The card I turn over and hide in my deck, ready to pass to the next person the way you do in hearts. This is a game you don't want to play with your friends, but you do -- all the time, it's your friends and you are grateful that in the move from recliner to hospital bed, the time is short.
Recurrence, that's what we fear if we are able to reach the point where the traces of cancer are gone. Those percentage charts and who is to believe which side your case falls on.
I want to stop talking about cancer, and the way a swollen gland makes me think "Recurrence," So, I'll pass the card along, preferably to someone I don't know; though at this table, everyone poses with cardboard cutouts of the ones they love lined up behind them, so that you'll feel loving-kindness and a bit of sympathy and not pass that card along because the last thing we can do is say, "you take it -- you take this death," once we've seen their face.
Nothing to lose means you don't mind dying when you get down to it. Who can say they have nothing to lose, once they've seen their death averted.
Surgery, saying yes to surgery and tubes and scans means you believe there's plenty to lose. When I was young, I thought I had nothing to lose; that I could walk into death as a way to preserve dignity; or avoid pain; like those who escaped the gestapo, courtesy of a cyanide capsule. Maybe death would preserve an imagined self, successful, energetic and fashionable -- the kind of person who was pursued by jobs and lovers.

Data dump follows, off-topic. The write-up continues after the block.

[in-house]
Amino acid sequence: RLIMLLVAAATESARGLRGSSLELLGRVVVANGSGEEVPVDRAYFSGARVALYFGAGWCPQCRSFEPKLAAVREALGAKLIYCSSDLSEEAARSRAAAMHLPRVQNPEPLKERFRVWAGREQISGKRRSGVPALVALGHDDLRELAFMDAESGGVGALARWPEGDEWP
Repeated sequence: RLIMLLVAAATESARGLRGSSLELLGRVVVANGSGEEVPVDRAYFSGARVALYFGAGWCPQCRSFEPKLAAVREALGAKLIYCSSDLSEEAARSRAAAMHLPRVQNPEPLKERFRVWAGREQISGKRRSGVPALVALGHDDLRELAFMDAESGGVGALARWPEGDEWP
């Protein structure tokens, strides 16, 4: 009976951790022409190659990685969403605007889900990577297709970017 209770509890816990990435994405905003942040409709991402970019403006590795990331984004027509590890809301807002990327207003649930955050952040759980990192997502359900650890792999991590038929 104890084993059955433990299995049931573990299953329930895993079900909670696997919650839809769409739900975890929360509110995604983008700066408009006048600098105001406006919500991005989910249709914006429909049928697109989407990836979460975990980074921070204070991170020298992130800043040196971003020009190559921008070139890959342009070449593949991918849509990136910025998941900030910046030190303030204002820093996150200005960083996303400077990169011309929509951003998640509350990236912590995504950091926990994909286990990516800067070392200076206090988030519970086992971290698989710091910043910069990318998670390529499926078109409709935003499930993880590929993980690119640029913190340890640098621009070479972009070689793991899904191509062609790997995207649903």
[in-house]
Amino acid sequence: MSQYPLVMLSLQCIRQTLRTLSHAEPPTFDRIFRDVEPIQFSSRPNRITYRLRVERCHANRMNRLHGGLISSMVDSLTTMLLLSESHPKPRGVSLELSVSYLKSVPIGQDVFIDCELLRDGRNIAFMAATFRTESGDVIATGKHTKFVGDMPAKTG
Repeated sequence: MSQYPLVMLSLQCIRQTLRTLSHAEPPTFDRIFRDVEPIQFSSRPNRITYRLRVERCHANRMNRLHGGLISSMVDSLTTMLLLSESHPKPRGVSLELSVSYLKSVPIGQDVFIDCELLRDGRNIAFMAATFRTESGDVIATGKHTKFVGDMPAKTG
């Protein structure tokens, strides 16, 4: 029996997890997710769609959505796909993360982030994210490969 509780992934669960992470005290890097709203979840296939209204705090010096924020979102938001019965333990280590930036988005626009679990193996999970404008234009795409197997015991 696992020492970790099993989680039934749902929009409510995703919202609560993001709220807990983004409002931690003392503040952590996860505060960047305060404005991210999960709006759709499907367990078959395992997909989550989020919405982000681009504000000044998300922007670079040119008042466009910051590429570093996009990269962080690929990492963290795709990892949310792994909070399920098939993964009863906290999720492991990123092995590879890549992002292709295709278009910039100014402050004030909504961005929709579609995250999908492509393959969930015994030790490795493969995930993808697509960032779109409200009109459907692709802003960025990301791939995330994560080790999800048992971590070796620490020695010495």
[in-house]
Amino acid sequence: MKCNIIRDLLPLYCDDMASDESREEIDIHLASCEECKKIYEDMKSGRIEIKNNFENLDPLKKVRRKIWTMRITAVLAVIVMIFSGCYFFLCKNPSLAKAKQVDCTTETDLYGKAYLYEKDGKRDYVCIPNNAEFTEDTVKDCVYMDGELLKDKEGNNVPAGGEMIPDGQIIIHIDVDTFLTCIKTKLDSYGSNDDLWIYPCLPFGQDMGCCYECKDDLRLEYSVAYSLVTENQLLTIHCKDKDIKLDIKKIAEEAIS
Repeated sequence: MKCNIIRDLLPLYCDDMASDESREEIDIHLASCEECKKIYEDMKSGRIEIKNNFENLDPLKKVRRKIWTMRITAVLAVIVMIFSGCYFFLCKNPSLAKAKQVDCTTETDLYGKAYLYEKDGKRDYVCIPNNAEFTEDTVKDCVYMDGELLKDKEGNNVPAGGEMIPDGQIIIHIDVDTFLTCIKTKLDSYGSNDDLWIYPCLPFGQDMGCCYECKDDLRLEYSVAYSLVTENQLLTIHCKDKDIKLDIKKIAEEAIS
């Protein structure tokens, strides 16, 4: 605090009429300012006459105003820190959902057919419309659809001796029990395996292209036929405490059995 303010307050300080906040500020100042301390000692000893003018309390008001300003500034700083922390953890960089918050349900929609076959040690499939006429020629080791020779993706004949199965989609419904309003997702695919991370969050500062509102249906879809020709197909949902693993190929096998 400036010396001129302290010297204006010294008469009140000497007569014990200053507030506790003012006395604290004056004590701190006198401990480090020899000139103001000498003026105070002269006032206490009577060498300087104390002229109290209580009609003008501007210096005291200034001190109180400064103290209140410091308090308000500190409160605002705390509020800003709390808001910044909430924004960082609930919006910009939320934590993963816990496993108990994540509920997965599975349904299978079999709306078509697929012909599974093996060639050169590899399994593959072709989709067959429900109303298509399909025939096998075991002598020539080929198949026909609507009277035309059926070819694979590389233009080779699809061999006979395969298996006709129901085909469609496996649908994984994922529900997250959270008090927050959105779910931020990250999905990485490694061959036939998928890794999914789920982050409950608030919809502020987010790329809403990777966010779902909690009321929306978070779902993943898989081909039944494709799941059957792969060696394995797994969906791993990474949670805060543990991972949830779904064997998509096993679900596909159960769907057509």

I didn't see the boy/man who shared my bed or the friends on the other side of the lattes.
It wasn't until my child quickened that I could see all there was to lose. That life, and all who were tied to me through landlines, and the brush of a hand at the door, and the husband pressed against me in the darkness. When my child was born I knew I was the only mother she would ever have, and that I needed to do my best to keep going,. So now I accept the violations of surgery, and all the rest.
Carol Dorf has had work published in Feminist Studies, Runes, Five Fingers Review, New Verse News, The Midway, The NeoVictorian, Edgz, and elsewhere. She has one school-aged child and teaches at a large urban high school. Her "cancer year" was in 2005, and she is doing well now.